Data analysis was performed by using Graphpad Prsim Software (version 5.01; GraphPad Software, Inc., La Jolla, CA). Quantitative data between dose cohorts were analyzed by one-way ANOVA test, followed by Student–Neumann–Keuls test when indicated, except for age. Age was analyzed by Kruskal–Wallis test, followed by Nemenyi test when necessary. Probit analysis was carried out to estimate ED50. Hemodynamic parameters were compared by ANOVA for repeated measurements, followed by post hoc Bonferroni test when needed. All the reported P values were two-detailed and P value less than 0.05 was considered a statistical significance.
This study was conducted in the Good Clinical Practice center of West China Hospital, Sichuan University, Chengdu, P. R. China. The volunteer enrollment started on May 17, 2010 and the last volunteer finished his study protocol on September 22, 2010. Dose escalation ended up with the planned maximal dose of 64.64 mg/kg and all the 78 enrolled volunteers completed study protocol. Therefore, data of all the 78 volunteers were included for statistical analysis. Demographic data were similar among the 16 cohorts (table 1).
Effect of EI on Safety
Overall, vital signs were kept stable after injection of EI. In 22 volunteers the abnormal vital signs were detected 25 times as tachycardia and hypotension. All were graded as mild in severity except one hypotension case, which was graded as moderate (table 3). Heart rate reached the peak in 2 min after injection (P < 0.0001 vs. baseline) and spontaneously returned to baseline within 4 min (fig. 1A and table 4). The maximum increase in heart rate correlated well with EI dose (fig. 1A; R2 = 0.618; P < 0.001). Tachycardia (heart rate >100 beats/min) was observed in 20 of the 78 volunteers (25.6%). Among these 20 cases, 12 were found in the 18 volunteers (66.7%) receiving EI of 38.3 mg/kg or higher. Synchronous with increase in heart rate, there was a transient increase in blood pressure lasting for maximal 2 min. This increase was very slight and no hypertension (systolic blood pressure >140 mmHg) was observed. No hypotension was observed in volunteers receiving doses less than 38.3 mg/kg either. Approximately 6 min after EI injection, 5 of 18 volunteers (27.8%) receiving EI of 38.3 mg/kg or higher developed hypotension (systolic blood pressure <90 mmHg) without accompanying bradycardia, as showed in figure 1B and table 4. Blood pressure returned to the baseline spontaneously in four volunteers, and one volunteer received EI of 38.3 mg/kg required 6 mg ephedrine according to our predefined protocol (systolic blood pressure lower than 80 mmHg in two consecutive measurements at 1-min intervals) to restore her blood pressure. Other vital signs, such as oxygen saturation and body temperature, were within the normal range after EI injection and were unchanged compared with the baseline.
Eleven of 18 volunteers (61.1%) receiving EI of 38.3 mg/kg or higher developed apnea. Oxygen saturation was well maintained at 99% or higher with mask ventilation in these 11 volunteers. A dose-dependent increase in duration of apnea was observed (table 5) and respiration was recovered spontaneously.
The following airway responses to the pungency of isoflurane were observed: (1) all the 78 volunteers reported sensing pungent smell after receiving EI injection; (2) paradoxical abdominal movement during inspiration even after lifting the chin manually was observed in 11 of 18 volunteers (61.1%) receiving EI of 38.3 mg/kg or higher. Later, apnea occurred and mask ventilation was initiated in 10 of these 11 volunteers. The paradoxical movement resolved spontaneously in the other volunteer whose spontaneous respiration was well maintained after EI injection; and (3) cough was observed in six volunteers (7.7%, 6 of 78). All the affected volunteers recovered uneventfully without any medication.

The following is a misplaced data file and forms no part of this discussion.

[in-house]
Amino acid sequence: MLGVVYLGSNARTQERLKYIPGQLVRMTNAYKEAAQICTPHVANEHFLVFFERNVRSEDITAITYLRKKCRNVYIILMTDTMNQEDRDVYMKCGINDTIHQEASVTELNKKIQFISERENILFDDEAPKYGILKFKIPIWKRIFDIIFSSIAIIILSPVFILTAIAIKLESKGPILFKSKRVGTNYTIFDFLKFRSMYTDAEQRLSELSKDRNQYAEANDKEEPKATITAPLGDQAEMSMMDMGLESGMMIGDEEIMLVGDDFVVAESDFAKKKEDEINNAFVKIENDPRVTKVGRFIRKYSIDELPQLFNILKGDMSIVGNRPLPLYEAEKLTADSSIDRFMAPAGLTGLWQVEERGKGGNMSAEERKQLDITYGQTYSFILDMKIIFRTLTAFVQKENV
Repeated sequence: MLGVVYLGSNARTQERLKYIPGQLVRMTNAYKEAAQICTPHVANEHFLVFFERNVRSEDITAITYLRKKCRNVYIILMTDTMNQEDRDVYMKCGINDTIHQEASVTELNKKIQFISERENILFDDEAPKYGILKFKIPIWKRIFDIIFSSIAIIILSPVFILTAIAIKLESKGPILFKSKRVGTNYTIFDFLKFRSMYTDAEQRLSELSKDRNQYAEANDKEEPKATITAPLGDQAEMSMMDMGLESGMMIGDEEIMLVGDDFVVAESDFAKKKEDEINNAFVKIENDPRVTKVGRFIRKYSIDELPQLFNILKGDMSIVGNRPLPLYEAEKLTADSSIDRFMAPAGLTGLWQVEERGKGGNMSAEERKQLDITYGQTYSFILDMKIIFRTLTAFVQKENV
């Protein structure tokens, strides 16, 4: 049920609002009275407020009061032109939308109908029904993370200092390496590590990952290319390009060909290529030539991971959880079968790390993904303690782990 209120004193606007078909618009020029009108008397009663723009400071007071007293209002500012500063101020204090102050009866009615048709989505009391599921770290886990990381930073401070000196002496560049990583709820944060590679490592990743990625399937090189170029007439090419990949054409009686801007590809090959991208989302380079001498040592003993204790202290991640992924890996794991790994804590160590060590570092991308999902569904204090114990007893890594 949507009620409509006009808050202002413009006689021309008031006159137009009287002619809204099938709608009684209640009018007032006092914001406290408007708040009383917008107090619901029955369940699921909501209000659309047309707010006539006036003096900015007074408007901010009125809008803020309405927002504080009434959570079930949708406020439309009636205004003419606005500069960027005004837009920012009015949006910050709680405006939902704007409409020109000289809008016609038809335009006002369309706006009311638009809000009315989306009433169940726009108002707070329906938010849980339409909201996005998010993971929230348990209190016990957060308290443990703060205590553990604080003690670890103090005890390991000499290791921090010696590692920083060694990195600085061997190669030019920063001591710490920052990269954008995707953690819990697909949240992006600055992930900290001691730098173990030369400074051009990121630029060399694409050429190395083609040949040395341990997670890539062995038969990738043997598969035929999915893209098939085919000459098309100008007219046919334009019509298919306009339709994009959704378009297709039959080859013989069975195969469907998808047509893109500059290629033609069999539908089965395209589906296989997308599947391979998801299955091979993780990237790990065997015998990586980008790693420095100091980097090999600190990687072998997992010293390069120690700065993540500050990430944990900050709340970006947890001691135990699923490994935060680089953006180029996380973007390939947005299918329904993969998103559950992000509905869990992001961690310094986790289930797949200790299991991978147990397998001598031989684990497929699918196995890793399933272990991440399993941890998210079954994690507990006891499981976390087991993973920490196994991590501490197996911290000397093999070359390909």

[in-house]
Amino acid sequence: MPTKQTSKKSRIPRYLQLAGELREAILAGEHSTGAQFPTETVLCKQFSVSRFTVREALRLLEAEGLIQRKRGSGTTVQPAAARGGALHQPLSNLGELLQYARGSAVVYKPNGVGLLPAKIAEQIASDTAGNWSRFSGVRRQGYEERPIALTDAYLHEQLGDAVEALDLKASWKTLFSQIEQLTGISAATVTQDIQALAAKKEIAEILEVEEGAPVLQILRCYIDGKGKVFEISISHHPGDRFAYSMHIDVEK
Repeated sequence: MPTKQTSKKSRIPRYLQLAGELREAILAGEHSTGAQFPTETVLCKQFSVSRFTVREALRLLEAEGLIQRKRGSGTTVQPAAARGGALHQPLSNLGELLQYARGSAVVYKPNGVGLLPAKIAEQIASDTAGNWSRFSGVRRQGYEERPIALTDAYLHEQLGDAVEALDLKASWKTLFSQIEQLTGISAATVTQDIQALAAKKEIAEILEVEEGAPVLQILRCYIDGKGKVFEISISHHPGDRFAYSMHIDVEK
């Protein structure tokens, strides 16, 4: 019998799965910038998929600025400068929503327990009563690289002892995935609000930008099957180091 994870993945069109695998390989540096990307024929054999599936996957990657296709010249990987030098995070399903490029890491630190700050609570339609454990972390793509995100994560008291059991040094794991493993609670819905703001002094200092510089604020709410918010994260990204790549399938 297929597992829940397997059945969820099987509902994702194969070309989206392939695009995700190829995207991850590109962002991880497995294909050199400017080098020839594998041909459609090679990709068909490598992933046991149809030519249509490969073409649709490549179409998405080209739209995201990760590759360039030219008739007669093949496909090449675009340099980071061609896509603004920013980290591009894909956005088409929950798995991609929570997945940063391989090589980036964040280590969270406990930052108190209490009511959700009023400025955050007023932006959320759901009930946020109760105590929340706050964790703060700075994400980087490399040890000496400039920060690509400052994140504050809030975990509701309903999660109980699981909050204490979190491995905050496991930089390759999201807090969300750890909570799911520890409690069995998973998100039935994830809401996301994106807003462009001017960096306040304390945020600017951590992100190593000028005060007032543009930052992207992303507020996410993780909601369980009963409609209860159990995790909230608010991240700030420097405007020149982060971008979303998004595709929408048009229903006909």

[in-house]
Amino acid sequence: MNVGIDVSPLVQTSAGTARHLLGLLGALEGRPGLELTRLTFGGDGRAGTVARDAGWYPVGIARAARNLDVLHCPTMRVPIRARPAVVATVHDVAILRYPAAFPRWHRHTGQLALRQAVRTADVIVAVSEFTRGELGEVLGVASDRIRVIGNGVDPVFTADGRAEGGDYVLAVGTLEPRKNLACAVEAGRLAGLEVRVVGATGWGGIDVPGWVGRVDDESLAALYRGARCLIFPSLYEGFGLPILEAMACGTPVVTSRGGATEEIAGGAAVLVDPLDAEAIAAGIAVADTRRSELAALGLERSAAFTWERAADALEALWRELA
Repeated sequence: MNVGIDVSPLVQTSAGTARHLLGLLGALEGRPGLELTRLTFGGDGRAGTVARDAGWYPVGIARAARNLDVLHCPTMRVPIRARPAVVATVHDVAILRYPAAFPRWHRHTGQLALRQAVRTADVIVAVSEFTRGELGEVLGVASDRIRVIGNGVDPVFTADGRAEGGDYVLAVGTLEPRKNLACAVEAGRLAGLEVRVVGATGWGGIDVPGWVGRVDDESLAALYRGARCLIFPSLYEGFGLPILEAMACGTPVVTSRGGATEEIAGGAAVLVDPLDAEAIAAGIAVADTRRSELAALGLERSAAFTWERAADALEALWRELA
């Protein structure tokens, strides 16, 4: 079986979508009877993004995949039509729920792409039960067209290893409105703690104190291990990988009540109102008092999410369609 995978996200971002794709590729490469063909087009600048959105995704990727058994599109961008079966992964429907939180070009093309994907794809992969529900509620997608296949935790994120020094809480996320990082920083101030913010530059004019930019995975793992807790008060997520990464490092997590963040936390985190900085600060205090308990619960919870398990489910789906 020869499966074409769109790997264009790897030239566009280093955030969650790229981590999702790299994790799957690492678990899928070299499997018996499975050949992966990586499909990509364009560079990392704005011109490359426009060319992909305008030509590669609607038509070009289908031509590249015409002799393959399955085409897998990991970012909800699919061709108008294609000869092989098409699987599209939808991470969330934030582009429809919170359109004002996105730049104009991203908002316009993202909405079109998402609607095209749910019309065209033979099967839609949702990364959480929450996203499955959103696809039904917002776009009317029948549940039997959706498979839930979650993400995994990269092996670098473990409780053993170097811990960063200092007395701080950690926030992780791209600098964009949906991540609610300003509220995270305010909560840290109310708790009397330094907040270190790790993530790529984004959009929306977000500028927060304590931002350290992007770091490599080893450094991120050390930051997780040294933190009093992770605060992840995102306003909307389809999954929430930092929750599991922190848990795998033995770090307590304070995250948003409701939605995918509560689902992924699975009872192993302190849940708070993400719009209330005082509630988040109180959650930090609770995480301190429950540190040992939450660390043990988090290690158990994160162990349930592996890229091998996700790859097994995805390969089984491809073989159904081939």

Injection pain was observed in 77 of the 78 volunteers (98.7%), and pain severity was not associated with EI doses (table 6). No edema or redness was found at the injection site.
Mild nausea without vomiting was reported by four volunteers (5.1%, 4 of 78) after recovery from anesthesia. No significant change was found in postdose hematology test (table 7) or postdose biochemistry test (table 8). Single bolus injection of EI had no effect on blood lipid level, as shown in table 9. Postdose chest radiograph or 12-lead electrocardiogram found no abnormal results either.
Anesthetic Effect of EI
A dose-dependent reduction in MOAA/S scores was observed (fig. 2A), and the degree of MOAA/S reduction correlated linearly with EI dose (R2 = 0.9224; P < 0.0001; fig. 2B). The first case of LOC was observed in the dose group of 6.1 mg/kg, and LOC was seen in all the volunteers receiving at doses of 22.6 mg/kg or higher (table 10). The onset time was similar among all the subjects with LOC, typically 40 s after initiation of EI injection. The waking-up time increased with escalation of EI dose, from 30 s (6.1 mg/kg) to approximate 716 s (64.6 mg/kg), following an exponential growth (R2 = 0.9125), as showed in figure 2C. It is worth noting that a more than 10-fold increase in EI dose (6.1–64.6 mg/kg) caused only a very slight increase in time from waking-up to fully recovery, from 60 s to approximate 110 s. The estimated ED50 for LOC was 10.2 mg/kg, with 95% CI from 9.2 to 11.6 mg/kg (fig. 3A). In the 43 subjects with LOC, purposeful movement to standard electrical stimulus was prevented in 30 subjects and the estimated ED50 for immobility was 18.1 mg/kg with 95% CI from 14.7 to 22.3 mg/kg (fig. 3B).